The most embarrassing scandal to involve Orange County’s jail system stems from an incident that occurred at the Theo Lacy Jail in Orange, where, on Oct. 5, 2006, dozens of inmates savagely assaulted John Chamberlain, a software engineer arrested on child pornography charges. Over the course of nearly an hour, the inmates lined up in full view of a guard tower to punch, kick and stomp Chamberlain to death. (Several inmates were convicted of his murder; they claimed that jail guards had told them Chamberlain was a child molester and hinted they’d be rewarded with sack lunches if they attacked him.) A subsequent investigation revealed the guards were watching television and sending text messages during the attack, and shortly after it took place, deputies had destroyed a videotape that might have recorded the assault.

The area where Chamberlain was murdered at Theo Lacy was a wide-open, crowded dormitory where inmates could easily move from one “cube,” or doorless room full of bunkbeds, to another. The same goes for the area inside the Men’s Jail, from which the inmates recently made their escape. Although sheriff’s officials claim the jail is “maximum security,” Nayeri, Tieu and Duong were free to move through wide areas of the facility during any given day, interacting with other inmates at will—and these men were hardly nonviolent offenders. In fact, their charges range from kidnapping and torture to attempted and actual murder.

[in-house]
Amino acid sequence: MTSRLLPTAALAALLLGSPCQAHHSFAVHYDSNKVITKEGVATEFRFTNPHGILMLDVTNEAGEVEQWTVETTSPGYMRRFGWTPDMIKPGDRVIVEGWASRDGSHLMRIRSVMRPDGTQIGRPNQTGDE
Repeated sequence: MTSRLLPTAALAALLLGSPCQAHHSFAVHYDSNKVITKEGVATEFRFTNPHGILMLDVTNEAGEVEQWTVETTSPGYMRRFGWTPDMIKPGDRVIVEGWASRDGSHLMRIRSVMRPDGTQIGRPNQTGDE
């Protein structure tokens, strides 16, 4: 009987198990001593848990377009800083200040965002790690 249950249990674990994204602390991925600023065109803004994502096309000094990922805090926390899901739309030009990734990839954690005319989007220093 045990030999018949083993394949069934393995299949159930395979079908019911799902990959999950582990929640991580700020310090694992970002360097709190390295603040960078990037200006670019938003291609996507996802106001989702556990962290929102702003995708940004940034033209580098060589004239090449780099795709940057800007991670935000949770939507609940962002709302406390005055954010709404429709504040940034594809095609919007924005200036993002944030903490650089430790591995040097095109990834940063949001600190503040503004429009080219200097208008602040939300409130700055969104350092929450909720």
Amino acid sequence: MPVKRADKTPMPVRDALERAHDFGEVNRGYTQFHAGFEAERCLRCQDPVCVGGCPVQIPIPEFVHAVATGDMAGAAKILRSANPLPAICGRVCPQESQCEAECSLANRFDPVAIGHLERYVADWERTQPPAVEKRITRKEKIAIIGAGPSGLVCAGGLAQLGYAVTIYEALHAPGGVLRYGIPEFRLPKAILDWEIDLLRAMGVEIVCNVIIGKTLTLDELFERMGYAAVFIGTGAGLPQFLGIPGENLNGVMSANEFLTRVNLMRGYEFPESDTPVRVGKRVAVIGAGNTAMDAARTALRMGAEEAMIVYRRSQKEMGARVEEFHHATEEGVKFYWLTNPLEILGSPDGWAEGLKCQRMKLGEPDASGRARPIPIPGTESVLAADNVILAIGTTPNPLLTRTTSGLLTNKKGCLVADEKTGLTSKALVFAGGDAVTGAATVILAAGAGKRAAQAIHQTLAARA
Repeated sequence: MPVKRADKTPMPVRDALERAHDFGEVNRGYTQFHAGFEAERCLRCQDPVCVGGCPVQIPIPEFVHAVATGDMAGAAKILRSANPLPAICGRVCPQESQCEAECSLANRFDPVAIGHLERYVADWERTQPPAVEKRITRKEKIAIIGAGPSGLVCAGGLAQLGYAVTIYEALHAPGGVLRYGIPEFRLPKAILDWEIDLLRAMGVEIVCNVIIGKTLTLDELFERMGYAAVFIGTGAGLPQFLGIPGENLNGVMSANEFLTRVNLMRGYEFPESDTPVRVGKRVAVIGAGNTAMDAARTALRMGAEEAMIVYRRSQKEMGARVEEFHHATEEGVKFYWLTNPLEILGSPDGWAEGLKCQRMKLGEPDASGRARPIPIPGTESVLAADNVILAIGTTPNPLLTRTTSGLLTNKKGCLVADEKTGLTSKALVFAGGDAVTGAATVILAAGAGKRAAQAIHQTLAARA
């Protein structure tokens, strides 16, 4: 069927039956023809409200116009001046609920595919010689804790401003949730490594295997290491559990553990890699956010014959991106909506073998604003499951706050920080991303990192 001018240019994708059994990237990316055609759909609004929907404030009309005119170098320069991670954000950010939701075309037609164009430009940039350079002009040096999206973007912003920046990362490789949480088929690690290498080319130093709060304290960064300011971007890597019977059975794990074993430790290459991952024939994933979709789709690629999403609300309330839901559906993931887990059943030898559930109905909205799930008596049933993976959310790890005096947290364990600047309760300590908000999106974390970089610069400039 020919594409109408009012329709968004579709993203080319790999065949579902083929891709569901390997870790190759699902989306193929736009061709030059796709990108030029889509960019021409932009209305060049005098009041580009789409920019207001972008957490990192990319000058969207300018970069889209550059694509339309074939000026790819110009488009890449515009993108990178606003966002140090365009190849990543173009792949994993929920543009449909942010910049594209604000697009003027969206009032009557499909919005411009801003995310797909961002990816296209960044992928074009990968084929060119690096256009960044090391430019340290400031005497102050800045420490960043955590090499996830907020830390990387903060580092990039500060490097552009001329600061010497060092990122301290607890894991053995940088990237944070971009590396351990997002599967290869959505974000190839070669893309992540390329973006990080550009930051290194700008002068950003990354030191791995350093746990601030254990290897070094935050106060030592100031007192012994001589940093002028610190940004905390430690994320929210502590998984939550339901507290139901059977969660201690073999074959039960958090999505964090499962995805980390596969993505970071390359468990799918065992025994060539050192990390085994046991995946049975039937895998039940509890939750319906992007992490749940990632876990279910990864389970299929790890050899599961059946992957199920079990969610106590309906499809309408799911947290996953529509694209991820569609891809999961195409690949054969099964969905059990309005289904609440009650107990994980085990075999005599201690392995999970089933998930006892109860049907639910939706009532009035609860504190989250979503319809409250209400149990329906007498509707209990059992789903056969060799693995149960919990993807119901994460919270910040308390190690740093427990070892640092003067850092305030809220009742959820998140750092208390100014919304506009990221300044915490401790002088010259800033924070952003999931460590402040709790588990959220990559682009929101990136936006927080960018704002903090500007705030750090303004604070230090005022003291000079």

Nayeri arguably should have been locked up in a single-person maximum security cell. His alleged crime? Kidnapping a wealthy marijuana-dispensary owner, torturing him with a blowtorch, cutting off the man’s penis and dousing him with bleach, then dumping him in the desert and driving off with the victim’s manhood. “Oh, my god, they let Hannibal Lecter out!” Heather Brown, the prosecutor in Nayeri’s upcoming trial, told the Orange County Register upon learning of his escape. (After all three inmates were recaptured, it emerged they had kidnapped a taxi driver whom Nayeri wanted to murder; by deciding to turn himself in and take the cabbie with him back to Orange County, Duong likely saved the man’s life.)

Chamberlain’s murder highlighted not only the indifference, if not encouragement, of inmate abuse by guards, but also the lax nature of security inside the facilities, which contain numerous so-called “blind spots” where attacks, often allegedly carried out by guards themselves, could take place outside the view of cameras (see “Blind Spot,” March 30, 2007). Yet as a 2011-2012 Orange County grand jury report found, five years after Chamberlain’s death, few steps had been taken to increase video surveillance that might help increase inmate security. “Video-surveillance systems in many of the county facilities are antiquated analog-type systems offering poor quality and performance,” the report states. “The sheriff should place a high priority on upgrading video-surveillance systems in the county jail system so that all units are protected by high-quality digital-monitoring systems providing maximum area coverage to improve the safety of inmates, staff and visitors.”

That report is itself already 5 years old, yet almost none of the grand jury’s recommendations have been met. There were no functioning cameras in the area from which the three inmates escaped, and the few working cameras that are set up inside the jail are apparently for recording purposes only, not real-time monitoring, and rely on decades-old VHS technology. “We ran out of tapes,” a jail spokesperson feebly told the Register this week. “We have to order them from China.”